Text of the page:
Four Skills They Should’ve Taught In Law School
“I was typically thrown into a deposition, settlement negotiation, motion hearing, and so forth, with little more than a pep talk and a pat on the back.”
Sound familiar? Those were the words of Matthew Hickey, a San Francisco lawyer and blogger specializing in music and technology. They reflect a dichotomy that many attorneys feel. On one hand, many believe that law school failed to prepare them for the practical aspects of being a lawyer. On the other, as Hickey expresses, “Some lessons just have to be learned over time”:
“The best “lessons” I’ve received are ones that almost certainly had to be learned on the job: making a record of an unpopular position before a hostile judge, negotiating a settlement with a rude and/or belligerent opposing counsel, and having to admit to a partner/client that I’d made a mistake. In other words, even if I’d spent a year or more taking courses teaching practical skills or interning full time, there would still have been a lot left for me to learn.”
Although Hickey concludes that attorneys learn best by being thrown into action, he does pinpoint four skill sets where he was woefully unprepared upon entering the practice:
1) Billing: It’s not what you know, but how much you bill. In Hickey’s words, “if you’re an associate at a big firm, there’s a pretty good chance your career will rise and fall with your annual billable hours.” And your time won’t always be billed hourly, so be sure to master other billing measures like flat fees or hybrid.
2) Accounting: If you’re running your own practice, this will make-or-break you. Know what you’re making and what it’s costing you to make it.
3) Marketing: Clients don’t just drop in at your office. Good marketing drives them there. If you want to grow, you need to find ways to build awareness, connect, and motivate.
4) Networking: According to Hickey, “the only true job security comes from building a big book of business.” As an attorney, your job isn’t just representing your client’s interests. It also entails constantly adding new business to your firm. As a result, you must always be reaching out to people in your community and industry.
Source: Rocket Lawyer
This week, GQ reported that Texas Senator Ted Cruz, as a Harvard law student, allegedly wouldn’t study with anyone who hadn’t matriculated from Yale, Harvard, or Princeton. Like many, Cruz believed that his study group – and the people who comprised it – was fundamental to his success. Question is, does a study group yield the return-on-investment that so many believe?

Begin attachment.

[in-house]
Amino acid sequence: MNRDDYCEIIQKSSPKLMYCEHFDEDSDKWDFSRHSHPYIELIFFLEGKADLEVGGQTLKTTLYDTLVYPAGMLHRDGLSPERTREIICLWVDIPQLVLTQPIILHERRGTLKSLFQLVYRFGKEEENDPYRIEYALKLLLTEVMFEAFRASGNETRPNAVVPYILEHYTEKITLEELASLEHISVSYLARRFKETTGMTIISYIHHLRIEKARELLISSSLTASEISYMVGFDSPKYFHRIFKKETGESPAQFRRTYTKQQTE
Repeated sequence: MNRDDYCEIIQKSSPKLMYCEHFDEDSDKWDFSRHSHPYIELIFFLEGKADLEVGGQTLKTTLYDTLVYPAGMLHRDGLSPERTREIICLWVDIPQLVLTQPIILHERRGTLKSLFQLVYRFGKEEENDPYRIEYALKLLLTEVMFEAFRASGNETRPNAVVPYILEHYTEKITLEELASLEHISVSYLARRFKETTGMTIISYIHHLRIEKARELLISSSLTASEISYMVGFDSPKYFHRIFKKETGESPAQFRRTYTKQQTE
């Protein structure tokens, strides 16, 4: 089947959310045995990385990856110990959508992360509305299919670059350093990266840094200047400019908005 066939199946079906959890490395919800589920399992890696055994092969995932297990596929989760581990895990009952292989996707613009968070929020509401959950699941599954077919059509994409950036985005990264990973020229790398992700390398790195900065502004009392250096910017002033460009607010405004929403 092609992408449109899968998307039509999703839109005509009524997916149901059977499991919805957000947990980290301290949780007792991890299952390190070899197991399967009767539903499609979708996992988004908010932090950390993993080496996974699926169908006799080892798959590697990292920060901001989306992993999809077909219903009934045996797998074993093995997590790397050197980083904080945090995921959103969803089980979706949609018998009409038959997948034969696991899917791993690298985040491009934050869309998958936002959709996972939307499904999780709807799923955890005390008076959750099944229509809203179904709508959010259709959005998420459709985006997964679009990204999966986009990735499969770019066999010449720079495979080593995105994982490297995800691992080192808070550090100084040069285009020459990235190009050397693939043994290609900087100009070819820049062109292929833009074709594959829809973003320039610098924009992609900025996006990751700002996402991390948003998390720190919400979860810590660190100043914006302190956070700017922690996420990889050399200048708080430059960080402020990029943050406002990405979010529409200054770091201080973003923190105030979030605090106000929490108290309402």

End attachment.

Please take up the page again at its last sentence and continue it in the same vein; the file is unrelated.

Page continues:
Recently, Lee Burgess, co-founder of Law School Toolbox and an adjunct law professor, attempted to debunk some of the myths surrounding study groups. In particular, she challenges five bedrock notions:
1) It’s Key To Being At The Top Of Your Class: A study group can help you clarify concepts or provide moral support. When exams come, it is, in Burgess’ words, “…all about you and your ability to do legal analysis.” A study group won’t “help you get great grades unless you know everything in the outline and are able to apply it correctly to a fact pattern.”
2) Sharing The Work Makes You More Efficient: In Burgess’ experience, meetings often degenerate into gossip and gripe sessions. In addition, some people simply learn better alone at their own pace. However, Burgess found study groups “helpful when working on sample exam questions or discussing larger concepts.”
3) Study Group Members Know What They’re Doing: Actually, study groups sometimes turn into exercises in lawyering…and that’s not necessarily helpful. Students often approach a concept or case differently; what’s significant to one is a footnote to another. In groups, the “right” answer is often determined by the member with the strongest personality. And that just fosters groupthink.
4) Select Group Members Early Or Be Stuck With Lower Ranked Classmates: Burgess argues two points here. First, studying is about personal chemistry as much as aptitude. How can first years know which people will actually bring out their best? Second, who determined that studying with just one group is the best choice? Burgess advises students to “shop around” and study with various people or work with certain groups temporarily depending on the content.
5) But Everyone Is Doing It: Study groups aren’t always the best uses of time, Burgess notes. “Remember, as much as everyone loves to tell you there is one way to be successful in law school, you have to decide what is best for you.”
Source: Law School Toolbox
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